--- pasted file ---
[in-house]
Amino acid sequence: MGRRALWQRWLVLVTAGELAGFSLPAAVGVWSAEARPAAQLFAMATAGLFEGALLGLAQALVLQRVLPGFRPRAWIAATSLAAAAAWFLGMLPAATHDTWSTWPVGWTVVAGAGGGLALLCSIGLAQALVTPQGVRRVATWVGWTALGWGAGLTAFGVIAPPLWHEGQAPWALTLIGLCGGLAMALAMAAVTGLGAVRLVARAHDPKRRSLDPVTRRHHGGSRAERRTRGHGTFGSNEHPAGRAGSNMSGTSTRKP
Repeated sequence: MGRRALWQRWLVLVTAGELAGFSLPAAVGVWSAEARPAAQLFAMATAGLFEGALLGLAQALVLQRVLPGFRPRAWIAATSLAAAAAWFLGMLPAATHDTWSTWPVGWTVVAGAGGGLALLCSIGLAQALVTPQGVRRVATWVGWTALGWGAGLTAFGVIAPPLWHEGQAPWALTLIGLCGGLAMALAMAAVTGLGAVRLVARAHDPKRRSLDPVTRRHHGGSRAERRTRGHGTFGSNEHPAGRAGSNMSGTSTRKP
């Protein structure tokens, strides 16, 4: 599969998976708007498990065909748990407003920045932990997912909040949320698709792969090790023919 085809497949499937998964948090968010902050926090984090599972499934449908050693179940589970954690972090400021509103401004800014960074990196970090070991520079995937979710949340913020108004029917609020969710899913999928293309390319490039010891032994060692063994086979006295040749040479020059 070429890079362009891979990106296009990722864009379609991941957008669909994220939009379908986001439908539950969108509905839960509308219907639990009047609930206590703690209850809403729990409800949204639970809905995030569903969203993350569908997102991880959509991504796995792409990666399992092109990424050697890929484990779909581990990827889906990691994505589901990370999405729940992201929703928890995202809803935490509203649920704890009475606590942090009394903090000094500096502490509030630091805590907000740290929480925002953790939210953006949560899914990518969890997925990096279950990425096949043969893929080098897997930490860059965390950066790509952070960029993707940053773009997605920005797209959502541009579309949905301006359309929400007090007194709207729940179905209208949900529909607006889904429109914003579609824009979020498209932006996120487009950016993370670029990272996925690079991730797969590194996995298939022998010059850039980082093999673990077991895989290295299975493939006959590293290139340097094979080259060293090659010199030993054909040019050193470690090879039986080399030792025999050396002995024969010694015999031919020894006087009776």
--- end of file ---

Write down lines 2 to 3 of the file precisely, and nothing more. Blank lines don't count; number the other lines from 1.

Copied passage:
Amino acid sequence: MGRRALWQRWLVLVTAGELAGFSLPAAVGVWSAEARPAAQLFAMATAGLFEGALLGLAQALVLQRVLPGFRPRAWIAATSLAAAAAWFLGMLPAATHDTWSTWPVGWTVVAGAGGGLALLCSIGLAQALVTPQGVRRVATWVGWTALGWGAGLTAFGVIAPPLWHEGQAPWALTLIGLCGGLAMALAMAAVTGLGAVRLVARAHDPKRRSLDPVTRRHHGGSRAERRTRGHGTFGSNEHPAGRAGSNMSGTSTRKP
Repeated sequence: MGRRALWQRWLVLVTAGELAGFSLPAAVGVWSAEARPAAQLFAMATAGLFEGALLGLAQALVLQRVLPGFRPRAWIAATSLAAAAAWFLGMLPAATHDTWSTWPVGWTVVAGAGGGLALLCSIGLAQALVTPQGVRRVATWVGWTALGWGAGLTAFGVIAPPLWHEGQAPWALTLIGLCGGLAMALAMAAVTGLGAVRLVARAHDPKRRSLDPVTRRHHGGSRAERRTRGHGTFGSNEHPAGRAGSNMSGTSTRKP